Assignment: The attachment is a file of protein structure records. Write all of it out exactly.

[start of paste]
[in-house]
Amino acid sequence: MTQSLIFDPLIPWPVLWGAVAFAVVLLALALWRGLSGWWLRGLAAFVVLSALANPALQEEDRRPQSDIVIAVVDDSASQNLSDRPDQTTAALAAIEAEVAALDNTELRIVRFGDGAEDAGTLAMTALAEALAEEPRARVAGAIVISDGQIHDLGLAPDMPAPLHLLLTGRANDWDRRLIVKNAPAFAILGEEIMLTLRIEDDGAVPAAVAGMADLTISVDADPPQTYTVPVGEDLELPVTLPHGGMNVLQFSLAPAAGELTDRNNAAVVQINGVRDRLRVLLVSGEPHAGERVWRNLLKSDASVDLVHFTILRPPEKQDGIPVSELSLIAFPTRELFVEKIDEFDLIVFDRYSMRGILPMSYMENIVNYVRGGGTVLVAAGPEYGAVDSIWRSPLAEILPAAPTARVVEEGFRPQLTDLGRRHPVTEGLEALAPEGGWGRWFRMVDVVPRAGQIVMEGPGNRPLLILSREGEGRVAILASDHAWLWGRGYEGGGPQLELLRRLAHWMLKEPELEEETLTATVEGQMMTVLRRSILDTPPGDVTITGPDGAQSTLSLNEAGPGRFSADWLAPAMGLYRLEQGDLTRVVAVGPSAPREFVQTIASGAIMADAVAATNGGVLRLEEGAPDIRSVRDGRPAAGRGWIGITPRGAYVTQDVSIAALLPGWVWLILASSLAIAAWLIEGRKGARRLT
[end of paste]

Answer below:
[in-house]
Amino acid sequence: MTQSLIFDPLIPWPVLWGAVAFAVVLLALALWRGLSGWWLRGLAAFVVLSALANPALQEEDRRPQSDIVIAVVDDSASQNLSDRPDQTTAALAAIEAEVAALDNTELRIVRFGDGAEDAGTLAMTALAEALAEEPRARVAGAIVISDGQIHDLGLAPDMPAPLHLLLTGRANDWDRRLIVKNAPAFAILGEEIMLTLRIEDDGAVPAAVAGMADLTISVDADPPQTYTVPVGEDLELPVTLPHGGMNVLQFSLAPAAGELTDRNNAAVVQINGVRDRLRVLLVSGEPHAGERVWRNLLKSDASVDLVHFTILRPPEKQDGIPVSELSLIAFPTRELFVEKIDEFDLIVFDRYSMRGILPMSYMENIVNYVRGGGTVLVAAGPEYGAVDSIWRSPLAEILPAAPTARVVEEGFRPQLTDLGRRHPVTEGLEALAPEGGWGRWFRMVDVVPRAGQIVMEGPGNRPLLILSREGEGRVAILASDHAWLWGRGYEGGGPQLELLRRLAHWMLKEPELEEETLTATVEGQMMTVLRRSILDTPPGDVTITGPDGAQSTLSLNEAGPGRFSADWLAPAMGLYRLEQGDLTRVVAVGPSAPREFVQTIASGAIMADAVAATNGGVLRLEEGAPDIRSVRDGRPAAGRGWIGITPRGAYVTQDVSIAALLPGWVWLILASSLAIAAWLIEGRKGARRLT